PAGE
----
There's a battle going on within the manufacturing industry to attract, hire and retain top talent. With staff shortages impacting operations and customer satisfaction, building a talent pipeline of production workers is more important than ever. Here are some tips to help you build your talent pipeline.
What is a talent pipeline?
A talent pipeline is an evolving flow of candidates who align with your company's talent needs that you may want to hire now, in the future or for any new roles that may open up within the business moving forward. This is a more active recruitment process where your hiring managers are seeking the next generation of manufacturing talent.
Align Your Talent Pipeline With Business Strategy
The first step in developing a solid recruitment and staffing strategy is for your Human Resources teams to really understand the overall strategic direction of your company so their efforts align with your company's business goals.
Identify which roles are critical to your existing operations, any future growth or expansion plans as well as upcoming projects. Once your business strategy is understood, ongoing and future hiring efforts should be prioritized around them.
Make sure to have strong recruiting and staffing strategies in place for roles that are hard-to-fill and that tend to have high turnover rates like skilled trades and assembly and low-level production. Employee turnover is costly, so it's also a good idea to identify areas of improvement to increase employee retention. Setting proper expectations during hiring, providing proper training and mentorship and conducting exit interviews are some of the strategies I mentioned in another post about helping to reduce employee turnover at your manufacturing facility.
Consider conducting a "what if" analysis to determine what would happen if key team members leave and positions remain open. What if you couldn't fully staff a production line? What if you lost a group of CNC Machinists to the new company down the street that will be opening later this year? What if you receive an unexpected large order from a customer and need to quickly ramp up production? Proactive companies are now preparing contingency plans for staff shortages so they have solutions in place for their worst case staffing challenges.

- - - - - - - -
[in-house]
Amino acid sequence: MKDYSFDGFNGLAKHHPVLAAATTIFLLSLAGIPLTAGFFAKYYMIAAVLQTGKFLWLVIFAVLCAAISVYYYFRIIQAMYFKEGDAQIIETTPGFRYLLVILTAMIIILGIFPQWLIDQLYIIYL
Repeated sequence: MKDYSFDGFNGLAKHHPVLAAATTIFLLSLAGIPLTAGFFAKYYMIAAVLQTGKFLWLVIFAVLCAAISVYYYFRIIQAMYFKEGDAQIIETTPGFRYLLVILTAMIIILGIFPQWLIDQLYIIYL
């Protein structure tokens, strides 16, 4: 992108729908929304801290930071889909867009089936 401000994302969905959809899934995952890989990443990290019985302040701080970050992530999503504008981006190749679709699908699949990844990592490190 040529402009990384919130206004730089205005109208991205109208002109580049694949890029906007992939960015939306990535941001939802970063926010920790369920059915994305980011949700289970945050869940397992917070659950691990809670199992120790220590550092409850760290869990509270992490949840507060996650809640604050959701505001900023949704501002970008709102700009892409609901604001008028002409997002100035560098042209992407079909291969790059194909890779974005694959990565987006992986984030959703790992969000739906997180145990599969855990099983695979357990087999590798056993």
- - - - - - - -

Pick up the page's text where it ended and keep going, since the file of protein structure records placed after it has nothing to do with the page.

Identify Candidate Personas
Similar to traditional marketing, recruitment marketing starts with identifying your target "candidate persona" or "candidate Avatars" which is a semi-fictional representation of your ideal candidate. The purpose is to help you understand your prospective candidates better so you can tailor your content and messaging towards their specific career needs, behaviors and concerns.
Some questions to ask yourself about "Machine Operator Mary" or "Welder Will" include:
- What are the skills and certifications required to do their job?
- What does a typical day look like for them?
- What tools do they use?
- Is career advancement important to them?
- What associations and social networks do they participate in?
- Is company culture important?
- Where do they spend time online?
- What career sites do they use?
- How do they research companies before applying?
- What are their demographics?
The foundation for candidate personas should be based upon hard data and not assumptions. Start by speaking with successful production employees and plant supervisors to ask about their goals, motivations, interests and the technology and websites they use for career related information. Then speak with hiring managers to learn more about their experiences, what they're looking for and the technology and websites they're using to connect with prospects.
Once you have an idea of who your target candidate personas are, you're better equipped to develop content for your job ads, website, social media, career pages, events and email marketing that speaks directly to their needs and desires. Use content to create awareness of your company and to educate candidates about why your company may be a good fit.
Social Media for Talent Acquisition
Recruiting via social media is growing and it's a great place to actively recruit passive job candidates for your talent pipeline. LinkedIn, Facebook and Twitter are some of the top social media platforms used for social recruiting right now.
For Human Resources and Talent Acquisition professionals, LinkedIn is a great place to share information about your company and your open jobs. I'm not just talking about posts from your company LinkedIn page or publishing job ads either.